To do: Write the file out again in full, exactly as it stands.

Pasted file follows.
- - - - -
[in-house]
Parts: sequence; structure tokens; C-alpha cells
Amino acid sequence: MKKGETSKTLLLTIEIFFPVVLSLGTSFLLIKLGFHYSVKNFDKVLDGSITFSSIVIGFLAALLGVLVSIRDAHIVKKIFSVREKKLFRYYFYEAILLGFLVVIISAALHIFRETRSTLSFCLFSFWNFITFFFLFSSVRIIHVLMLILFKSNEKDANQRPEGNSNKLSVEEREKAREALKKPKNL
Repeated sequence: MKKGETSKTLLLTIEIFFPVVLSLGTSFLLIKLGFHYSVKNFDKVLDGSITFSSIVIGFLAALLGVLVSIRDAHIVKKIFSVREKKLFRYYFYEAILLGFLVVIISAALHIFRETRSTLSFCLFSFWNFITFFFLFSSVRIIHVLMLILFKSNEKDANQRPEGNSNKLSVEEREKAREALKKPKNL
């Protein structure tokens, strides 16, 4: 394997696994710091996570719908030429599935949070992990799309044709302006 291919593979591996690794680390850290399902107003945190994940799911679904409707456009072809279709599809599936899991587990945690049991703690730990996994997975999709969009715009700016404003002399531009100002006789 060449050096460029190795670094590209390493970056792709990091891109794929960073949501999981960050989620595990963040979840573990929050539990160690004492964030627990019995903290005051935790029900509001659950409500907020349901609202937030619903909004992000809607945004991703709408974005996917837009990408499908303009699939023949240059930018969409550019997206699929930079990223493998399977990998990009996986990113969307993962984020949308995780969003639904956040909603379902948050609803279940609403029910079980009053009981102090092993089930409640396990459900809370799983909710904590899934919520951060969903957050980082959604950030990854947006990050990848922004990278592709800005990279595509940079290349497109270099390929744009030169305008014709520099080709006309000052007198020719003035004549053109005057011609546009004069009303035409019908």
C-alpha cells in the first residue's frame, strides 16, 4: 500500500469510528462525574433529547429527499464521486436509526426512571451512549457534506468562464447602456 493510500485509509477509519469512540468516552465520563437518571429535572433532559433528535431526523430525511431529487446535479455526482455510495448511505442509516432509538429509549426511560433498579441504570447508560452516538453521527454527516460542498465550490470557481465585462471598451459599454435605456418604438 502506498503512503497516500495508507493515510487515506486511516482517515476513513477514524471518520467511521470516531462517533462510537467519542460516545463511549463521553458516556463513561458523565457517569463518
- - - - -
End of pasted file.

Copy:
[in-house]
Parts: sequence; structure tokens; C-alpha cells
Amino acid sequence: MKKGETSKTLLLTIEIFFPVVLSLGTSFLLIKLGFHYSVKNFDKVLDGSITFSSIVIGFLAALLGVLVSIRDAHIVKKIFSVREKKLFRYYFYEAILLGFLVVIISAALHIFRETRSTLSFCLFSFWNFITFFFLFSSVRIIHVLMLILFKSNEKDANQRPEGNSNKLSVEEREKAREALKKPKNL
Repeated sequence: MKKGETSKTLLLTIEIFFPVVLSLGTSFLLIKLGFHYSVKNFDKVLDGSITFSSIVIGFLAALLGVLVSIRDAHIVKKIFSVREKKLFRYYFYEAILLGFLVVIISAALHIFRETRSTLSFCLFSFWNFITFFFLFSSVRIIHVLMLILFKSNEKDANQRPEGNSNKLSVEEREKAREALKKPKNL
């Protein structure tokens, strides 16, 4: 394997696994710091996570719908030429599935949070992990799309044709302006 291919593979591996690794680390850290399902107003945190994940799911679904409707456009072809279709599809599936899991587990945690049991703690730990996994997975999709969009715009700016404003002399531009100002006789 060449050096460029190795670094590209390493970056792709990091891109794929960073949501999981960050989620595990963040979840573990929050539990160690004492964030627990019995903290005051935790029900509001659950409500907020349901609202937030619903909004992000809607945004991703709408974005996917837009990408499908303009699939023949240059930018969409550019997206699929930079990223493998399977990998990009996986990113969307993962984020949308995780969003639904956040909603379902948050609803279940609403029910079980009053009981102090092993089930409640396990459900809370799983909710904590899934919520951060969903957050980082959604950030990854947006990050990848922004990278592709800005990279595509940079290349497109270099390929744009030169305008014709520099080709006309000052007198020719003035004549053109005057011609546009004069009303035409019908």
C-alpha cells in the first residue's frame, strides 16, 4: 500500500469510528462525574433529547429527499464521486436509526426512571451512549457534506468562464447602456 493510500485509509477509519469512540468516552465520563437518571429535572433532559433528535431526523430525511431529487446535479455526482455510495448511505442509516432509538429509549426511560433498579441504570447508560452516538453521527454527516460542498465550490470557481465585462471598451459599454435605456418604438 502506498503512503497516500495508507493515510487515506486511516482517515476513513477514524471518520467511521470516531462517533462510537467519542460516545463511549463521553458516556463513561458523565457517569463518